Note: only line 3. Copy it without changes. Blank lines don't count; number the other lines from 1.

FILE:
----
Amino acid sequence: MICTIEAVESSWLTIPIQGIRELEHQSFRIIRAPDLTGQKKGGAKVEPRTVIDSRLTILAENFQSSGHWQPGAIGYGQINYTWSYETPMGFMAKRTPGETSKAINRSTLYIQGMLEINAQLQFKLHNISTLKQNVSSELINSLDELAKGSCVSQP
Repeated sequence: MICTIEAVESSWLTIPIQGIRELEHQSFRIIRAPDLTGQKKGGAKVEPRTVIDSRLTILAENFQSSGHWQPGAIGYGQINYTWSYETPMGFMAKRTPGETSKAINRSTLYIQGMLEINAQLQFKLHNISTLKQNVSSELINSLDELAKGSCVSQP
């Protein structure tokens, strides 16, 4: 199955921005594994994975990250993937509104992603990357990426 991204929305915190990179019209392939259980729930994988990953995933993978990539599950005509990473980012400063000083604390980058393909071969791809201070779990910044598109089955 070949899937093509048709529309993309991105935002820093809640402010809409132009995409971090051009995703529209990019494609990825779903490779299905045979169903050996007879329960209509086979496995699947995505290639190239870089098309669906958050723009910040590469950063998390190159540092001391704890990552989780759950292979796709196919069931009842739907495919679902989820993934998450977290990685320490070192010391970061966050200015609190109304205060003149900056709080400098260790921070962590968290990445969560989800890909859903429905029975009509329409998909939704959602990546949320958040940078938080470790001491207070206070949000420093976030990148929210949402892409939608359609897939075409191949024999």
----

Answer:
């Protein structure tokens, strides 16, 4: 199955921005594994994975990250993937509104992603990357990426 991204929305915190990179019209392939259980729930994988990953995933993978990539599950005509990473980012400063000083604390980058393909071969791809201070779990910044598109089955 070949899937093509048709529309993309991105935002820093809640402010809409132009995409971090051009995703529209990019494609990825779903490779299905045979169903050996007879329960209509086979496995699947995505290639190239870089098309669906958050723009910040590469950063998390190159540092001391704890990552989780759950292979796709196919069931009842739907495919679902989820993934998450977290990685320490070192010391970061966050200015609190109304205060003149900056709080400098260790921070962590968290990445969560989800890909859903429905029975009509329409998909939704959602990546949320958040940078938080470790001491207070206070949000420093976030990148929210949402892409939608359609897939075409191949024999």